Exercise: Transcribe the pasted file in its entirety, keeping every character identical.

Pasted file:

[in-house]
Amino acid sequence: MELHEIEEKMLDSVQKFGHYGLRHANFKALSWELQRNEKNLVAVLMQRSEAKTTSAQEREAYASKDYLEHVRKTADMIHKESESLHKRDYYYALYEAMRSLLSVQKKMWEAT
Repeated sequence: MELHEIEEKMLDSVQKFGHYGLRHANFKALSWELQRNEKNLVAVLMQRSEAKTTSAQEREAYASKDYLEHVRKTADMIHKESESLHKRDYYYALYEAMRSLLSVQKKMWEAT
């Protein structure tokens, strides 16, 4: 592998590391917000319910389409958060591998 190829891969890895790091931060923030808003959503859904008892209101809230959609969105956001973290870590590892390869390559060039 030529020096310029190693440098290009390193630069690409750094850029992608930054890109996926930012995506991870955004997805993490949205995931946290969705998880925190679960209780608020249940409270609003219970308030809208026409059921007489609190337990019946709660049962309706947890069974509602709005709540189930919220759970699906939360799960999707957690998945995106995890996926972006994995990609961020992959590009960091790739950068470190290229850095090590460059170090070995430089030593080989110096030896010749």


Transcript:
[in-house]
Amino acid sequence: MELHEIEEKMLDSVQKFGHYGLRHANFKALSWELQRNEKNLVAVLMQRSEAKTTSAQEREAYASKDYLEHVRKTADMIHKESESLHKRDYYYALYEAMRSLLSVQKKMWEAT
Repeated sequence: MELHEIEEKMLDSVQKFGHYGLRHANFKALSWELQRNEKNLVAVLMQRSEAKTTSAQEREAYASKDYLEHVRKTADMIHKESESLHKRDYYYALYEAMRSLLSVQKKMWEAT
């Protein structure tokens, strides 16, 4: 592998590391917000319910389409958060591998 190829891969890895790091931060923030808003959503859904008892209101809230959609969105956001973290870590590892390869390559060039 030529020096310029190693440098290009390193630069690409750094850029992608930054890109996926930012995506991870955004997805993490949205995931946290969705998880925190679960209780608020249940409270609003219970308030809208026409059921007489609190337990019946709660049962309706947890069974509602709005709540189930919220759970699906939360799960999707957690998945995106995890996926972006994995990609961020992959590009960091790739950068470190290229850095090590460059170090070995430089030593080989110096030896010749």